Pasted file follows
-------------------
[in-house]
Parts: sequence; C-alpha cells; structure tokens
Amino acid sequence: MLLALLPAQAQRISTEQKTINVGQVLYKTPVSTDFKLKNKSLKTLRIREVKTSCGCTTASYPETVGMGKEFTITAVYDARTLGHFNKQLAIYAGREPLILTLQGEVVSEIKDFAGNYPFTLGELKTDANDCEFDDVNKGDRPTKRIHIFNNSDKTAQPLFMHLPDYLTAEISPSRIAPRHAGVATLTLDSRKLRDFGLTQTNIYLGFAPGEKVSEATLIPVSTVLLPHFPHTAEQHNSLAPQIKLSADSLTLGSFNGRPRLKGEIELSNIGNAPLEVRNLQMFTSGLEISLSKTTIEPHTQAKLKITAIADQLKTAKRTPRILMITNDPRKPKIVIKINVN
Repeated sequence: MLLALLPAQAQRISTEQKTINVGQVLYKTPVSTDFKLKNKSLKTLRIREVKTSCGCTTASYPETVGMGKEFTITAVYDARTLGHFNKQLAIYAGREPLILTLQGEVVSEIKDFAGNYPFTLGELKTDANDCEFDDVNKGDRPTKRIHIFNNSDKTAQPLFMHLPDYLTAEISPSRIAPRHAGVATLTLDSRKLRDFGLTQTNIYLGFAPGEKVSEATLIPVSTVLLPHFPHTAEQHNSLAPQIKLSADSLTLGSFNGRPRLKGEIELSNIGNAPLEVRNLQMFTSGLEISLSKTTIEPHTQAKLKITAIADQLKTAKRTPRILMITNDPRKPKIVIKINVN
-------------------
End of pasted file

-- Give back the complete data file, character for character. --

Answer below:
[in-house]
Parts: sequence; C-alpha cells; structure tokens
Amino acid sequence: MLLALLPAQAQRISTEQKTINVGQVLYKTPVSTDFKLKNKSLKTLRIREVKTSCGCTTASYPETVGMGKEFTITAVYDARTLGHFNKQLAIYAGREPLILTLQGEVVSEIKDFAGNYPFTLGELKTDANDCEFDDVNKGDRPTKRIHIFNNSDKTAQPLFMHLPDYLTAEISPSRIAPRHAGVATLTLDSRKLRDFGLTQTNIYLGFAPGEKVSEATLIPVSTVLLPHFPHTAEQHNSLAPQIKLSADSLTLGSFNGRPRLKGEIELSNIGNAPLEVRNLQMFTSGLEISLSKTTIEPHTQAKLKITAIADQLKTAKRTPRILMITNDPRKPKIVIKINVN
Repeated sequence: MLLALLPAQAQRISTEQKTINVGQVLYKTPVSTDFKLKNKSLKTLRIREVKTSCGCTTASYPETVGMGKEFTITAVYDARTLGHFNKQLAIYAGREPLILTLQGEVVSEIKDFAGNYPFTLGELKTDANDCEFDDVNKGDRPTKRIHIFNNSDKTAQPLFMHLPDYLTAEISPSRIAPRHAGVATLTLDSRKLRDFGLTQTNIYLGFAPGEKVSEATLIPVSTVLLPHFPHTAEQHNSLAPQIKLSADSLTLGSFNGRPRLKGEIELSNIGNAPLEVRNLQMFTSGLEISLSKTTIEPHTQAKLKITAIADQLKTAKRTPRILMITNDPRKPKIVIKINVN